Photo by ky_olsen
It happened last week. I got into an argument with someone close to me. Very close. Well, that happens frequently enough, but this argument was one of those arguments that quickly became explosive and went to high volume shouting. It has been more than a week since, and I still can’t get it out of my mind.
When I think about it, it still bugs me. I know I was right (what good does that for me now?). I know I was agitated and tired (I was in pain because I had two of my wisdom teeth removed a few days before). I know I was under a lot of stress (the subject of the argument was a document of legal importance). And all of that does not really matter. Because I feel it was a personal failure on my part.
A big part of this blog deals with interpersonal communication. I constantly write about how to manage difficult conversation and conflict. How to ask question and how to give feedback. I know everything (well, a lot) about the methods that should help a person communicate calmly and almost “emotion free”. And still, I failed.
And that got me thinking, if I failed, what chance do people who are not as versed as I am to successfully engage in difficult conversations? After being very pessimistic about this issue for a few days, I finally decided that even the best professionals can fail from time to time. The question is, whether we learn from our mistakes. In addition, none of the methods I write about are bullet proof. We are not robots. For good and for bad, sometimes, our emotions will have the better of us. So, I decided to focus on one issue that I relearned while shouting.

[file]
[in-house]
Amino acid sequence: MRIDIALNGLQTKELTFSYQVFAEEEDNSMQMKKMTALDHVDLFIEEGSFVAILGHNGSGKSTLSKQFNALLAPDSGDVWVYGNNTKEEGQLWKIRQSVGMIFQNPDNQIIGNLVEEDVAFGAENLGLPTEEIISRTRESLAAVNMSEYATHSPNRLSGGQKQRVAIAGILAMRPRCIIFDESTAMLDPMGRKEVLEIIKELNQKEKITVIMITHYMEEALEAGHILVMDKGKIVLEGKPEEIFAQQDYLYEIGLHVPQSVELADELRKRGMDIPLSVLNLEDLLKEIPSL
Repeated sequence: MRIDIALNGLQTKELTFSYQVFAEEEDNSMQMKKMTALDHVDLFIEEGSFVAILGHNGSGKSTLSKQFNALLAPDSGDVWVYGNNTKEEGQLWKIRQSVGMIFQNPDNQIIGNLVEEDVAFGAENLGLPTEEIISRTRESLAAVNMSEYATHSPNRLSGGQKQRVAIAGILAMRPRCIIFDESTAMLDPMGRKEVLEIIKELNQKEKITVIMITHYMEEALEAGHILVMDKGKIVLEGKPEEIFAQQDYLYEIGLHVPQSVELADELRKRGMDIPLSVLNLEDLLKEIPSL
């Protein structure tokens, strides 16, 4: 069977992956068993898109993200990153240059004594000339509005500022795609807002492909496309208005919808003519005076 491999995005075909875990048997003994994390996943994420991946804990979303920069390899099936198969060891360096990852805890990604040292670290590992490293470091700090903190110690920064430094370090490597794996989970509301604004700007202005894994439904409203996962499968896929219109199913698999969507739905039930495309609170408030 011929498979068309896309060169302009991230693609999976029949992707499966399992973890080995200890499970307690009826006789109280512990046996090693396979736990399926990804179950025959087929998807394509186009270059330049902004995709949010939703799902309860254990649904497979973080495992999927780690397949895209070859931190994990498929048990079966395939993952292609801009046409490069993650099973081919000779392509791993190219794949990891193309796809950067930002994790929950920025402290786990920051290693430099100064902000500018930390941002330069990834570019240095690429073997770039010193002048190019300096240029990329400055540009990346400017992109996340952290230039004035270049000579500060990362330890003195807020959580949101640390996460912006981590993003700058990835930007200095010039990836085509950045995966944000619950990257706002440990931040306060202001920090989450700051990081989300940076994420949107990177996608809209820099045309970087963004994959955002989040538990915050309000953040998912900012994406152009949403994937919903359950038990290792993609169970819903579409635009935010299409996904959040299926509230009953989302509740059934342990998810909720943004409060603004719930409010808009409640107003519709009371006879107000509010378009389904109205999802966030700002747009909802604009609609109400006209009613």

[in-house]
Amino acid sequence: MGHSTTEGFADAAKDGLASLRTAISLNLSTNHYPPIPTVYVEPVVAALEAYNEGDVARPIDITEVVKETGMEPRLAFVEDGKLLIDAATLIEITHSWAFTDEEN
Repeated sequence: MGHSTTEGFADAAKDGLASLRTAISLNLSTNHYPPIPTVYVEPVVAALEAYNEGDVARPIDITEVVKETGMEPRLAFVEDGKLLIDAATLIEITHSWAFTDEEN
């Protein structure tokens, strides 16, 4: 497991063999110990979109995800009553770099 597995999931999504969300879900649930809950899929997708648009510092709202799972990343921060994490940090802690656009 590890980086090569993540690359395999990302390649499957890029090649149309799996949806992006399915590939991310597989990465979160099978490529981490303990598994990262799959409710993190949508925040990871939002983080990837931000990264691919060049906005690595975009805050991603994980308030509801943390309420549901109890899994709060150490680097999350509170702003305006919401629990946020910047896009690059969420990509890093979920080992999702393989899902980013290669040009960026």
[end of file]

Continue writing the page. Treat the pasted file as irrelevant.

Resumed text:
More than anything, when I go over the conversation in my head, I remember saying: “you are not listening to me”. And getting the anticipated response: “you are not listening to me!”. When I give feedback workshops I always advise people to mirror the other side’s behaviors and your own emotions and thoughts! The trouble starts when people try to mirror the other side emotions and thoughts. The problem is that we only have assumptions. Something I read today in an article called: “Too Hot to Handle? How to Manage Relationship Conflict” by Amy C. Edmondson and Diana McLain Smith in the California Management Review:
The discipline of mapping requires paying strict attention to what people are doing, not why they’re doing it—that is, to the behaviors or actions of the people around the table, not their intentions or motives.
Building on this idea, you can understand why the sentence “you are not listening to me” can be so easily misused. It seems like a behavioral description but it is actually an intention, motive or cognitive description. It suggests that the person in front of you does not understand you or is disrespectful, when it might be that he is actually just trying to get his message across. And what happens when you attempt to tell someone what he is thinking or feeling – he is insulted and reacts, usually passionately, by making similar accusation towards you… and from there… usually all hell breaks loose (as I now know too well).
So, what did I learn?
- We all fail sometimes! The question is whether we learn from it or not.
- Emotions are hard to control, but by being a little more aware of the words we use, we can try and “cool down” any argument.
- “You are not listening to me” is a very dangerous phrase that I, and everybody involved in an argument might want to try and refrain from using.